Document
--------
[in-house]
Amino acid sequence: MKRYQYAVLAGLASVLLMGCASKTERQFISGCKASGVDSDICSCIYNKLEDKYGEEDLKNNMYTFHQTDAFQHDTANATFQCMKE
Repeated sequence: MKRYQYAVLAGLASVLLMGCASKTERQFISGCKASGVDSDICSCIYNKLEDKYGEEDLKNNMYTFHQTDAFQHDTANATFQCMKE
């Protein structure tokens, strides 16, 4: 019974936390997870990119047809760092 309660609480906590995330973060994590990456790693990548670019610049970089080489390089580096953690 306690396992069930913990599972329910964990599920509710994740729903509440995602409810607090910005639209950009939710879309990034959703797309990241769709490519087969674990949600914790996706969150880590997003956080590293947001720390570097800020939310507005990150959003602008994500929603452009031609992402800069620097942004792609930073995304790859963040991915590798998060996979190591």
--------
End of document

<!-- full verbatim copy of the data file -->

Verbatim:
[in-house]
Amino acid sequence: MKRYQYAVLAGLASVLLMGCASKTERQFISGCKASGVDSDICSCIYNKLEDKYGEEDLKNNMYTFHQTDAFQHDTANATFQCMKE
Repeated sequence: MKRYQYAVLAGLASVLLMGCASKTERQFISGCKASGVDSDICSCIYNKLEDKYGEEDLKNNMYTFHQTDAFQHDTANATFQCMKE
């Protein structure tokens, strides 16, 4: 019974936390997870990119047809760092 309660609480906590995330973060994590990456790693990548670019610049970089080489390089580096953690 306690396992069930913990599972329910964990599920509710994740729903509440995602409810607090910005639209950009939710879309990034959703797309990241769709490519087969674990949600914790996706969150880590997003956080590293947001720390570097800020939310507005990150959003602008994500929603452009031609992402800069620097942004792609930073995304790859963040991915590798998060996979190591």